This is my most recent blog post on Singles Warehouse. To read it on their website, click here.
So, summer has slowly dwindled and it’s time to start
getting cozy for fall.
This is the time when we are transitioning into what I like
to call the “relational-high” period of the year. We have left the fun,
flirtatious, laid-back summer and are moving into lots of dinner parties,
campfires, cook-outs—you know, the seasons where if you’re not in a relationship,
you wish you were.
This is also the time where I find I get asked on more
dates than I do at any other time of the year.
The only thing is that I don’t know if I want to just go on
a date to write about it anymore.
For about a month now I have been having this odd feeling of
wanting to “plant roots.” Only, I don’t know if I want to do it in Dallas—in
fact, I don’t know where I want to do it.
And if you put all of that into terms of dating, it gets complicated.
A few guys have made advances recently and the question
remains, do I go on the dates or not?
Well, that answer is easy—you always go on a first date. If
a guy musters up the confidence to ask you out, the least you can do is oblige
his wish of taking you out and give him a chance.
But, in my opinion, there is only one exception to this
rule. You can turn down a first date if: the other person has different beliefs
on a foundational topic—like drugs, religion, politics—whatever foundational
topic is on your non-negotiable list.
Lucky for me, the two guys that have made advances are
great! One is a Doctor (just graduated from Med school) and the other is a
Sales Rep who works out at my gym. I met both of them outside of the online
dating world and so far they seem to be really nice guys!
The first date is this weekend with the Sales Rep! It should
be fun! I just need to figure everything else out before either one of them ask
me on a second date :) Stay tuned for
updates regarding both of the gentlemen!
[Here is my latest article with Singles Warehouse. To read it on there website, click here.] In
one of my last articles, I talked about how I was rejected by a Pastor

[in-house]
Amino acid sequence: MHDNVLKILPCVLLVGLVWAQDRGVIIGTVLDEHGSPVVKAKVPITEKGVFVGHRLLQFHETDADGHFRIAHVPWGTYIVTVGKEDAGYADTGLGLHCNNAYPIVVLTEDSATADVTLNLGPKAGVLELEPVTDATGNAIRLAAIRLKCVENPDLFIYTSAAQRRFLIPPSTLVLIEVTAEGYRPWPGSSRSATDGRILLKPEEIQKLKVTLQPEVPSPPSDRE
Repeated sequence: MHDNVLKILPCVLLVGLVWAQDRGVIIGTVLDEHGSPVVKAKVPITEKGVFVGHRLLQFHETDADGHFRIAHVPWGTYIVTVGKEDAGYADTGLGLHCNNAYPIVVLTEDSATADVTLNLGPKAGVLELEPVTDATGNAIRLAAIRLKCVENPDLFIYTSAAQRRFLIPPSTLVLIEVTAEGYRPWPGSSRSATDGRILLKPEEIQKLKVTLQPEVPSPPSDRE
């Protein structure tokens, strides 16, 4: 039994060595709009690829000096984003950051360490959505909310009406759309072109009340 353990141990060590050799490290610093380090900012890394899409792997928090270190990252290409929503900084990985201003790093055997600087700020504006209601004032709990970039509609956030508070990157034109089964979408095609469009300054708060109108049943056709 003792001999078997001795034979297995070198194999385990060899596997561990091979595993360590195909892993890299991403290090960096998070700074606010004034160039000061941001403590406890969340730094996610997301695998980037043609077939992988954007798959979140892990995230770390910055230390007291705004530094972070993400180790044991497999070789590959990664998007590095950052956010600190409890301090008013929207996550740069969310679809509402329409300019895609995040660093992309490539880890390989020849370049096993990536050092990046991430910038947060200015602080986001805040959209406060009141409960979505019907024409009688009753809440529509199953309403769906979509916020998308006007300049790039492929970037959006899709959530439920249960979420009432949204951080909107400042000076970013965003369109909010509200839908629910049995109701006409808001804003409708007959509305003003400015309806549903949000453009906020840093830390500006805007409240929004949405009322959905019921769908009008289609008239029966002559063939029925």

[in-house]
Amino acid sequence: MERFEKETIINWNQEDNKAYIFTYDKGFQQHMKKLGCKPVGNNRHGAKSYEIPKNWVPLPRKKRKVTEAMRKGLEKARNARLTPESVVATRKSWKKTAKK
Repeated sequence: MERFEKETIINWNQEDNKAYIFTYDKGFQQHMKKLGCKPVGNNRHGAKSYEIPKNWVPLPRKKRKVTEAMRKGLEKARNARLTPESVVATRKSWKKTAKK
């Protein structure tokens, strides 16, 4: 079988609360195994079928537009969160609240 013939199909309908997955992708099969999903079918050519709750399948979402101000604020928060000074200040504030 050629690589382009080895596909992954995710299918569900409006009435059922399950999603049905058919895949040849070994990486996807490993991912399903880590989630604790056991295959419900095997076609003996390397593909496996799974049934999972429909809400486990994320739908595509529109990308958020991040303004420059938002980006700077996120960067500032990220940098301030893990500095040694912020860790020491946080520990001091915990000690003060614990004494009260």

and I said that rejection, in any form can be a good thing. And it can! We just
have to learn how to understand, accept and learn from it.
I will be the
first to tell you that rejection hurts, but I will also say that it’s
impossible to avoid. It is an important part of life that teaches us many
always try to look at rejection as an opportunity for self-improvement and a
potential opportunity for emotional strengthening.
Below I have
listed a little bit of advice when it comes to rejection.
Take Control of your Feelings
rejection starts with just one thing: honesty. Honesty about your self-worth,
honesty with your feelings, and honesty about the situation.
1.Make a list of the things that you know to be
true about you: List your good qualities, positive characteristics, and list
what you really want out of life.
2.Answer the question, “Why did it happen?” When
you give yourself the answer, stick to the facts. Look back at the situation
and think about what, in the future, you would like to change about your
3.Stay positive! Don’t allow yourself to regret,
second guess, or be hard on yourself. You can’t change the past, but you can
change the future. Don’t put yourself down—this only will cut out hope and the
belief we have in ourselves. We need both hope and belief in ourselves to move
forward and take another risk.
4.Assess the situation maturely. Remember, it’s
not the end of the world. Keep everything in a rational perspective and stay
5.Give yourself credit for trying. If you do try
again, remind yourself of the chance that you may possibly get rejected again,
but don’t allow that to hinder your hope or confidence.
6.Talk about your rejection with someone who is
going to listen and be supportive. It’s reassuring to know that someone
understands and it forces you to put your feelings into words. Acknowledging
your feelings help you to move beyond painful emotions and make steps into
Rejection Can Be Used To Your Advantage
making your lists, consider what things you can work on. Ask yourself, “What
can I refine to help myself succeed next time?”
improvement is a great thing. It reminds us that we are not perfect people.
That there is always room for improvement in our personal lives. Use rejection
as an opportunity for self-improvement!
The better we are
at dealing with rejection, the less afraid we are to take risks. So, don’t
be afraid of rejection. You don’t want to be scared to go after something you
really want. Take the risk. Life’s too short to miss out!